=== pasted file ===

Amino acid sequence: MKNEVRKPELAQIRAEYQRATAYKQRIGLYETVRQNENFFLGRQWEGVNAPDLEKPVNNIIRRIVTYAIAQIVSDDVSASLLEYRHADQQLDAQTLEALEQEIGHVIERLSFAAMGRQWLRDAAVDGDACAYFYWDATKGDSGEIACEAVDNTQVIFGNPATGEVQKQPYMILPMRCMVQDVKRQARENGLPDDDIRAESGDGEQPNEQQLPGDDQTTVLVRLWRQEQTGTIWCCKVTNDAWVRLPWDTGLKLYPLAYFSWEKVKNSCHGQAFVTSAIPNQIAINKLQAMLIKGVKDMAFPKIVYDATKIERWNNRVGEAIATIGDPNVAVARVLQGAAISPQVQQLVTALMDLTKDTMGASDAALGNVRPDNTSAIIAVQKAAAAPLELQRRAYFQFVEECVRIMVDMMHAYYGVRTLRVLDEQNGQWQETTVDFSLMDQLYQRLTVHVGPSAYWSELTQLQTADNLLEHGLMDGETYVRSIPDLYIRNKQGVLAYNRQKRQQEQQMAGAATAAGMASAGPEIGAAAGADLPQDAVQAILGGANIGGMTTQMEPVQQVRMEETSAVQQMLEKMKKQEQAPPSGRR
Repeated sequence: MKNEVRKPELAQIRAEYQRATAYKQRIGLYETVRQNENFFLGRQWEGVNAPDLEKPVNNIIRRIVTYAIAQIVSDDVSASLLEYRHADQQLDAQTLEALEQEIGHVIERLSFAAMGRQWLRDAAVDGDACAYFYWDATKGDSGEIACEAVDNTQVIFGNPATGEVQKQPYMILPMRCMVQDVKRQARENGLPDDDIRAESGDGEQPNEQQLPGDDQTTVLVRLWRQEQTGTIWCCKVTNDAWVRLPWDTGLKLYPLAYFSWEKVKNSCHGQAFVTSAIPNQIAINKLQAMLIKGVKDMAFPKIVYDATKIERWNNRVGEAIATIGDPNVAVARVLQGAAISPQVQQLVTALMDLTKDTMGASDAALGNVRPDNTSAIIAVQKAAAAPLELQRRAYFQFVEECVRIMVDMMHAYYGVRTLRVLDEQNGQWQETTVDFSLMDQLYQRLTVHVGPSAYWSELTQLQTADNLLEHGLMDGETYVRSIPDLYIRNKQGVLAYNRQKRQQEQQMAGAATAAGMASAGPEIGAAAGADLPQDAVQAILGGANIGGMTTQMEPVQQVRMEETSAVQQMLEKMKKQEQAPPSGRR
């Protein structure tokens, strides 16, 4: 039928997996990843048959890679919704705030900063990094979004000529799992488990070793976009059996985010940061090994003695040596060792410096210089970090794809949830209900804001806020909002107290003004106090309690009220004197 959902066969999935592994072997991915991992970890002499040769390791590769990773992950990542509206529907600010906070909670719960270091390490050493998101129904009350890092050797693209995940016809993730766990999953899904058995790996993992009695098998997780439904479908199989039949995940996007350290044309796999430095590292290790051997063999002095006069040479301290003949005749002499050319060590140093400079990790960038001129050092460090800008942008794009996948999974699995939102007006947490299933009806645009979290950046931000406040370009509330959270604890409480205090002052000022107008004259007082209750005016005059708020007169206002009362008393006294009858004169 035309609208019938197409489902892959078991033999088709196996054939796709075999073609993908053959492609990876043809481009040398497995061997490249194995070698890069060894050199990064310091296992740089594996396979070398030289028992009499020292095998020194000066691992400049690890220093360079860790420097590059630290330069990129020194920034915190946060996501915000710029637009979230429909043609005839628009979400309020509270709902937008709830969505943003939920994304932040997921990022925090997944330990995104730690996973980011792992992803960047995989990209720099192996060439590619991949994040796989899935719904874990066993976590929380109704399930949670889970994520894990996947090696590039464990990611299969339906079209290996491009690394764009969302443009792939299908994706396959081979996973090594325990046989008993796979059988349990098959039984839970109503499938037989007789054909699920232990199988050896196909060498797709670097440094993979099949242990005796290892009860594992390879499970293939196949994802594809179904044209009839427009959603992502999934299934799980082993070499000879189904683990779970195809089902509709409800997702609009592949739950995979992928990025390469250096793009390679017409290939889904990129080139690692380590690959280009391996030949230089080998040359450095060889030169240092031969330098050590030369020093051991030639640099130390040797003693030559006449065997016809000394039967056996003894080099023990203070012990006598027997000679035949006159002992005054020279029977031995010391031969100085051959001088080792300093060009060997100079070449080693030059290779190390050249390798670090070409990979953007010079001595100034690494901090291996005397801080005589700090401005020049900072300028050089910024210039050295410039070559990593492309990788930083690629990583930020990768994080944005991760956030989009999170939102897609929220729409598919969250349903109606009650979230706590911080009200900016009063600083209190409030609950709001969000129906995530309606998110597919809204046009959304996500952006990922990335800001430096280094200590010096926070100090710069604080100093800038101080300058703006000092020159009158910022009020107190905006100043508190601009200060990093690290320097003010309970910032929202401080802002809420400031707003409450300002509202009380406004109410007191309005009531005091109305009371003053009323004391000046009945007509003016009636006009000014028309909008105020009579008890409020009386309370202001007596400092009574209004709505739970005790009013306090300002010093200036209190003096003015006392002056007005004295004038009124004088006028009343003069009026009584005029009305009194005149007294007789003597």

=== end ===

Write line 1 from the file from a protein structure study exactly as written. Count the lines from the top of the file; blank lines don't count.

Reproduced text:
Amino acid sequence: MKNEVRKPELAQIRAEYQRATAYKQRIGLYETVRQNENFFLGRQWEGVNAPDLEKPVNNIIRRIVTYAIAQIVSDDVSASLLEYRHADQQLDAQTLEALEQEIGHVIERLSFAAMGRQWLRDAAVDGDACAYFYWDATKGDSGEIACEAVDNTQVIFGNPATGEVQKQPYMILPMRCMVQDVKRQARENGLPDDDIRAESGDGEQPNEQQLPGDDQTTVLVRLWRQEQTGTIWCCKVTNDAWVRLPWDTGLKLYPLAYFSWEKVKNSCHGQAFVTSAIPNQIAINKLQAMLIKGVKDMAFPKIVYDATKIERWNNRVGEAIATIGDPNVAVARVLQGAAISPQVQQLVTALMDLTKDTMGASDAALGNVRPDNTSAIIAVQKAAAAPLELQRRAYFQFVEECVRIMVDMMHAYYGVRTLRVLDEQNGQWQETTVDFSLMDQLYQRLTVHVGPSAYWSELTQLQTADNLLEHGLMDGETYVRSIPDLYIRNKQGVLAYNRQKRQQEQQMAGAATAAGMASAGPEIGAAAGADLPQDAVQAILGGANIGGMTTQMEPVQQVRMEETSAVQQMLEKMKKQEQAPPSGRR